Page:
The main limits of this study are several successive points. The first one is the very nature of the synthesis of data from several successive surveys on which our findings are based. Since we do not work with the results of longitudinal research on the same population, we are not able to trace variations in the change of individuals' experience with NFE and the intention to participate in further education in the context of their biographical paths. We describe only general patterns of participation and demand for NFE which are characteristic of representative groups of the Czech population between 2005 and 2016.
Another limitation of the time series analysis is the fact that we have a relatively short time series (five points), which is further distorted by the fact that it is not equidistant (the spacing of points in the time series is varied). It limits both the application of any time series analytical procedures (which we are aware of when applying the growth rate) and any prediction of future developments.
A secondary analysis allows to work only with variables based on questionnaires included in previous representative surveys at the national level (CZ 2005) or in international comparative surveys of adult participation in further education (AES 2007, 2011, 2016). In this context, our conclusions are therefore conditioned by the formulation and focus of the available items that we use to operationalize both the previous NFE experience and the perception of future demand for it. The time horizon of the used items, which deals with the period of 12 months before and after the survey, is particularly important. As a result, we are unable to trace the experience of participants with NFE that they may have had earlier (two or three years before) and that affected them, or the intention to engage in NFE beyond a period of one year.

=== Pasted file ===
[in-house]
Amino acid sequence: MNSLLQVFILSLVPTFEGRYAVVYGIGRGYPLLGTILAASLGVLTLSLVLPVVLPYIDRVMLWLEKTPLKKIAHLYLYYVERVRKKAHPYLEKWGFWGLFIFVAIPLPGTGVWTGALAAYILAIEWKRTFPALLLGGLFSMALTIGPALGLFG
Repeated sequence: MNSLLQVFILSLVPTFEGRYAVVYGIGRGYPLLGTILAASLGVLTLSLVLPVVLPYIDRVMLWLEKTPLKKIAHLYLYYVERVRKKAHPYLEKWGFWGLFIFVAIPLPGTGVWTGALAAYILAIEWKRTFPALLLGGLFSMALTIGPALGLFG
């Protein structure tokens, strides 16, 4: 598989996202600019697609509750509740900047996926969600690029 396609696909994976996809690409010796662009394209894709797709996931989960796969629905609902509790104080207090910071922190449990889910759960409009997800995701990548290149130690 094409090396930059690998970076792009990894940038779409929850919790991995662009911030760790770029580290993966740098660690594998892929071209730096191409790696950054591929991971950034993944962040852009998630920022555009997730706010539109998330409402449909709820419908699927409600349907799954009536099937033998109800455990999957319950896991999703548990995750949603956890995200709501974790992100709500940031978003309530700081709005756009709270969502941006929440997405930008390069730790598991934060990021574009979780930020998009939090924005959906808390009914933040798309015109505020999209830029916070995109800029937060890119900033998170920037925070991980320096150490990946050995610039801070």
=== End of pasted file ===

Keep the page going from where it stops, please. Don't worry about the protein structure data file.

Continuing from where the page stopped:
Last but not least, our results are limited by focusing solely on the demand factor and not on the NFE supply. We have resorted to this focus because of the availability of more conclusive data from the available surveys and the possibility of their developmental comparison, as well as because of the overall scope of this study, which does not allow to address the issue in a sufficiently coherent manner.
As part of further research, it would be appropriate to focus on the limits we have mentioned above, especially to explore in more detail the relationship between the intent to participate in NFE and the previous experience of individuals with NFE. With this in mind, such research should further address the previous biographical experience of adults in education, because if this experience is already negative in the early stages of the learning career, people later show less willingness to participate in further education (Crossan et al., 2003; Paldanius, 2007). Follow-up surveys should also deal with a greater number of variables that can affect NFE saturation, and not only those that interact with demand for NFE, but also those that interact more with adult NFE supply (e.g. unemployment rate, level of requirements for skills in the labor market, etc.). From a comparative perspective, the follow-up research should focus on two interrelated problems. First of all, on other countries that show the Late NFE Adopters formula, i.e. if they show the same dynamics of NFE demand reduction as in the Czech Republic, secondly, on comparing these countries with Early NFE Adopters that have a different developmental pattern and that have developed extensive NFE systems much earlier.
The paper was written with the kind support of the Czech Science Foundation through the project Blind Spots of Non-formal Education in the Czech Republic: Non-participants and their Social Worlds, GA_19-00987S.
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07 November 2019
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Psychology, educational psychology, counseling psychology
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Kalenda, J., & Kočvarová, I. (2019). Approaching Limits Of Participation? Trends In Demand For Non-Formal Education In The Czech Republic. In P. Besedová, N. Heinrichová, & J. Ondráková (Eds.), ICEEPSY 2019: Education and Educational Psychology, vol 72. European Proceedings of Social and Behavioural Sciences (pp. 611-624). Future Academy. https://doi.org/10.15405/epsbs.2019.11.71